UK-Calais: Baby migrant found in lorry with Iraqi refugees

UK-Calais: Baby migrant found in lorry with Iraqi refugees
Authorities in Britain launched an investigation after a group of Iraqi migrants, including a twenty-day old baby, were found in the back of a lorry after arriving from Calais.
2 min read
09 September, 2016
Thousands of refugees have attempted to smuggle into the UK via trucks [Getty]

A twenty-day old baby and nine other Iraqi migrants were found in the back of a lorry in Britain on Thursday, after the group were smuggled into the country from the Calais ‘Jungle’ refugee camp.

The group of ten migrants travelled some 2,500 miles in the overcrowded vehicle before being stopped by authorities in Watford, around 20 miles from the English capital.

"We heard banging and shouting from the lorry. The driver was standing looking confused. We could hear a male voice shouting to be let out. He was saying, 'no air' in a foreign accent and sounded desperate — but the driver made it clear he was not opening the cab without the police present," Richard Glover from Wellingborough, who called the police, said, according to local reports.

"I got on the mobile and two cars arrived after 20 minutes," he addded. 

"I could see no food or water in the lorry. It had been a muggy night and it was a warm day, so conditions would have been stifling. They could all have suffocated in there – including the baby."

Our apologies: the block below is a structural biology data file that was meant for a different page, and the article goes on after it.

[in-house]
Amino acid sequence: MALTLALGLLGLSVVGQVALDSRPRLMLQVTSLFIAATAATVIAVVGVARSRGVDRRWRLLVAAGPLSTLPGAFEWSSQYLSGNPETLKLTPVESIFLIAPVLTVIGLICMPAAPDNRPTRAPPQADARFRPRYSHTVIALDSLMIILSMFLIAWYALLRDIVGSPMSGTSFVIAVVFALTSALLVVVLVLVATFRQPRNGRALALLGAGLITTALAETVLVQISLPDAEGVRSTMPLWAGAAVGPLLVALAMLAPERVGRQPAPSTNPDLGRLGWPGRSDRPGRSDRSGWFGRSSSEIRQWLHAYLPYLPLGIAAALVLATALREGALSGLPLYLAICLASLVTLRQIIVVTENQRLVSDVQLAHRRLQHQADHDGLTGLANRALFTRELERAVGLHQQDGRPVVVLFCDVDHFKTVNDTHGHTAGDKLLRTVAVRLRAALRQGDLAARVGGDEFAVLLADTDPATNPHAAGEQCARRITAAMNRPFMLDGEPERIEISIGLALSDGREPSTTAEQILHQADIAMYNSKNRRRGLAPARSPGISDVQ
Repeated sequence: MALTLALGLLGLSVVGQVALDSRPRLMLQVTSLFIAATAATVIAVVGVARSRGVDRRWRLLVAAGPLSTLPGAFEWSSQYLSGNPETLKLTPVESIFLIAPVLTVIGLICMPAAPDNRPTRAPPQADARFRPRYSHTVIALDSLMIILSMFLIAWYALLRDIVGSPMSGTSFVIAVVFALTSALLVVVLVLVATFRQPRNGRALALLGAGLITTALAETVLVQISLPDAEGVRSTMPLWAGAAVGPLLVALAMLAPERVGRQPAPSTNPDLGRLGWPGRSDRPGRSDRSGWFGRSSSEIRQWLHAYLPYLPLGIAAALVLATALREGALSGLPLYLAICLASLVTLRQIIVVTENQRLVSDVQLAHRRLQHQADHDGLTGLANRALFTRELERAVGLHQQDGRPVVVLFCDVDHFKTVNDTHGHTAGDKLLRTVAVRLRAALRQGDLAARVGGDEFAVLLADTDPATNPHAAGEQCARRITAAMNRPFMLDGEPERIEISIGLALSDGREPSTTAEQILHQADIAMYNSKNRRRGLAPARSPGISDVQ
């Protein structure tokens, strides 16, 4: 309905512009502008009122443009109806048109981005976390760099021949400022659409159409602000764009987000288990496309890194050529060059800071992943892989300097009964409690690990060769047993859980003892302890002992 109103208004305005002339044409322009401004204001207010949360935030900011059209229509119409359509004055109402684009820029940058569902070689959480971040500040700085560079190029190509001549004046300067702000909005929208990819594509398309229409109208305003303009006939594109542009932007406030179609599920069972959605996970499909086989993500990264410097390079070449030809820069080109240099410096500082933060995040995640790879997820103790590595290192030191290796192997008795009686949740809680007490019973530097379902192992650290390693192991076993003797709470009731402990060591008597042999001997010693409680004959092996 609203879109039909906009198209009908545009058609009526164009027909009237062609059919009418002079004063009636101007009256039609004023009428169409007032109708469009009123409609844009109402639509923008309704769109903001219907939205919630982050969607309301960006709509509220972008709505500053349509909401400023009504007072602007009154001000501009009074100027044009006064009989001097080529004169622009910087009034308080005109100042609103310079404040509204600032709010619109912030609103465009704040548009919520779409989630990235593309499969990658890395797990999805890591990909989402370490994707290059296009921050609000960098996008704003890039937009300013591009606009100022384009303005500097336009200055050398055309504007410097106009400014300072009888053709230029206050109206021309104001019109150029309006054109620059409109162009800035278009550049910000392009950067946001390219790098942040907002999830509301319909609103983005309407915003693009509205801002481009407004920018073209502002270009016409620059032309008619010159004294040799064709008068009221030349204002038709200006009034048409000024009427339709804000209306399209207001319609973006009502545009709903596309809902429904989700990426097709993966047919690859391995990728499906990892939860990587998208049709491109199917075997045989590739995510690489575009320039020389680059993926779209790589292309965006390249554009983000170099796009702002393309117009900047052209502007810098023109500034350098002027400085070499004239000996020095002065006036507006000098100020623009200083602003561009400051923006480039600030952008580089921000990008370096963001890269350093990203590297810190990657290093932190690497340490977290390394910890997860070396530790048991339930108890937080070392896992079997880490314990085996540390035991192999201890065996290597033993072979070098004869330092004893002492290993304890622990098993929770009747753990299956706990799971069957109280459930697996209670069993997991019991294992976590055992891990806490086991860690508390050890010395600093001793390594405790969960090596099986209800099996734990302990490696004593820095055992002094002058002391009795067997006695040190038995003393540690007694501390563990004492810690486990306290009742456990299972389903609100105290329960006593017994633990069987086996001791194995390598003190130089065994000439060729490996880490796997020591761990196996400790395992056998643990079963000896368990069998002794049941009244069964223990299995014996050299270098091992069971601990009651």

The news comes as British authorities took steps to increase security measures along its border with France, with officials confirming the construction of a £2 million ($2.66 million) structure designed to stop migrants from jumping into trucks and slipping into the country.

The four-metres (13-foot) high, one-kilometre long structure – dubbed ‘The Great Wall of Calais’  is expected to be built on a port approach road starting this month and be completed by the end of this year.

A Home Office spokesperson responded to the recent discovery saying "that is why we have increased security and boosted technology used at border controls and are working with law enforcement at home and abroad to target the criminal gangs who are often behind such attempts."

Figures show around 10,000 refugees, most of which have travelled through devastating conditions from the Middle East to Europe, have managed to illegally enter Britain during the course of the year.